The Coronavirus spread in 2020 prompted shutdowns of industries worldwide. While many of us were in lockdown, consumer demand continued to strain global supply chain. As vaccines became more widely available and lockdown restrictions were lessened, the impact on the supply chain became apparent.
Demand has skyrocketed and supply chains that were disrupted during the pandemic are struggling to bounce back. This has led to logistic issues and procurement challenges for both manufacturers and distributors of goods who cannot obtain a steady material supply as much as they did pre-pandemic. There are several key factors, including: raw material disruption and shortages, labor shortages, transportation and logistics challenges, and inflationary pressures that can destabilize global supply chains.
America seems to be running out of everything. Supply-chain bottlenecks caused a record shortage of products from household goods to raw materials. Different parts of the world have experienced supply chain issues which have been exacerbated for different reasons. For example, the Minnesota Trucking Association estimates that the country has a shortage of about 60,000 drivers, due to issues such as recruitment, early retirement, and Covid-cancelled driving classes. These types of labor shortages can be seen at every part of the supply chain, not limited to truck drivers, and are having a severe impact on all companies. These shortages are a hallmark of the recovering pandemic economy. Companies are having a hard time attracting workers they need to meet the demand from consumers. Wage inflation is at an all-time high and expected to continue as employers attempt to attract and retain new employees.
Demand is Soaring
Home builders have been scrambling to find employees and experienced a shortage of raw materials, putting the industry under pressure. Supply chain challenges in the U.S. building products and materials sector are taking longer than expected to normalize, causing production delays. Our Supply Chain Director, Jeff Wisniewski, had this to say:
“Getting raw materials is difficult. Several vinyl extruders have lost significant percentages of their work forces and are struggling to recover. These suppliers are vital in supplying and manufacturing our materials, such as window profiles. Everyone in the industry is connected. Supply chain challenges impact manufacturers. Without materials, windows cannot be made. This in turn impacts distributors, retailers, contractors and consumers. Likewise, suppliers who buy materials overseas significantly increase lead times over suppliers who buy domestically solely due to the port closures and delays. We have been dealing with these problems by negotiating with suppliers to alleviate backup of materials. We are playing catch up due to factors that are out of our control. Overall, we have been able to keep up with demand relatively well amid the congestion and should be expected to maintain high industry standards based on a global caliber dependent on port statuses.”
The demand for raw materials has grown so rapidly in the past year that it is the equivalent to about 50 million new Americans joining the global economy. Demand for our product has increased significantly while getting raw material has become increasingly more difficult. Viwinco General Manager, Michael Duncan, said:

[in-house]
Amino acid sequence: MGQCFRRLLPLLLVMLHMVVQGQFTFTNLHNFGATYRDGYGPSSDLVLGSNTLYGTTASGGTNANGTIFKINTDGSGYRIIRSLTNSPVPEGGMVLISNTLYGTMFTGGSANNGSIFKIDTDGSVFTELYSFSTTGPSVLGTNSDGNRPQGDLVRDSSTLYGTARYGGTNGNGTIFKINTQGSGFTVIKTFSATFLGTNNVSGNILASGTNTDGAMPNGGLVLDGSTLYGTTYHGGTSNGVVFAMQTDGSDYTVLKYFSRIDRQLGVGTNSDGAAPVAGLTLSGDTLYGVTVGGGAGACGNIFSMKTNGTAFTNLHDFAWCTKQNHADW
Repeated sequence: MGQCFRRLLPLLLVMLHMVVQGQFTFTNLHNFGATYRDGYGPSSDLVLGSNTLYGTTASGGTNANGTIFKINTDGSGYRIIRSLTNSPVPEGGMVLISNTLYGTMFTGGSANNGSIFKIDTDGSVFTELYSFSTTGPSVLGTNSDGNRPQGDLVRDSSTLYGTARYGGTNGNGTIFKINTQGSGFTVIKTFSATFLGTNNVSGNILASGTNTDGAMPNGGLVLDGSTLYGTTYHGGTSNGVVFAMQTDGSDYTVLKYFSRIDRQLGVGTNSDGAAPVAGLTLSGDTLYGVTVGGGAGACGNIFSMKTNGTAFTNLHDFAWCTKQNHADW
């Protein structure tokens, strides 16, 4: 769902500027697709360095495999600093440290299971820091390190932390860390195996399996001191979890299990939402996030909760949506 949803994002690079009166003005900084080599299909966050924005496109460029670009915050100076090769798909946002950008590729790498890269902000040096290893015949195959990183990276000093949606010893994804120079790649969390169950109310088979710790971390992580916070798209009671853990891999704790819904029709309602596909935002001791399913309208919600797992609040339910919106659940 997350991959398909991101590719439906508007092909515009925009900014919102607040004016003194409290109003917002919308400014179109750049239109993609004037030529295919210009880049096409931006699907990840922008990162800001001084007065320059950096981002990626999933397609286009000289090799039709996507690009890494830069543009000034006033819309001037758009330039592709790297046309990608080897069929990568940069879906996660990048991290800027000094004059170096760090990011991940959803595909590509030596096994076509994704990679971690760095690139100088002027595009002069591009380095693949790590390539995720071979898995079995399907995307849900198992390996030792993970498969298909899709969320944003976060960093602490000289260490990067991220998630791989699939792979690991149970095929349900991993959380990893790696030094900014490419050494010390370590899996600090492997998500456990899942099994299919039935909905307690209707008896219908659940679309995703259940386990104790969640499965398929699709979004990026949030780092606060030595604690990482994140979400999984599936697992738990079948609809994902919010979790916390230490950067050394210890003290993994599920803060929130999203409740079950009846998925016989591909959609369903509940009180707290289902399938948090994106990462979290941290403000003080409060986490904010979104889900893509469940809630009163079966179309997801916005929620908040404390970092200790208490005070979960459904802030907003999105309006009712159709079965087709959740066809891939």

“It has been a real mess. A tremendous amount of our people’s time here has been spent chasing ETAs from suppliers and expediting material. The team has done a pretty good job allowing us to stay in material. There cannot be many more difficult jobs out there than working in purchasing during the pandemic. We have had to balloon our inventory, against our goals, to help hedge. One of the biggest ways that companies can combat this right now is consistent and strong communication throughout. The more notice received on potential issues, the easier it is to plan and communicate downstream. However, the nature of these issues and the ripple effect that this has through supply chains inherently makes consistent and accurate communication very difficult.”
Is LEAN to Blame for Supply Chain Challenges?
There are some that blame LEAN—more specifically, Just-In-Time (JIT) inventory management techniques—for the supply chain issues we are experiencing. In contrast to the traditional inventory system of stockpiling excess material and trying to forecast upcoming orders, JIT emphasizes only ordering material that is needed to produce current orders. While some believe that this focuses on minimizing inventory, it actually focuses on optimizing inventory. When correctly implemented, these strategies can have significantly beneficial impacts on both the company and their customers.
As high demand for supplies remains consistent, the global supply chain will continue to break apart. Viwinco will navigate these trying times by continuing to manage demand by negotiating with our suppliers to alleviate the backup of materials. We are also in the process of building an additional glass facility that will allow us to better control the source. In addition, we are automating a system to assign accurate ship-to dates for new orders which will greatly increase customer awareness of accurate order arrival times. Finally, the industry forecast for 2022 remains uncertain but Viwinco expects to maintain high standards for obtaining materials, manufacturing products, and delivering windows and doors to our customers.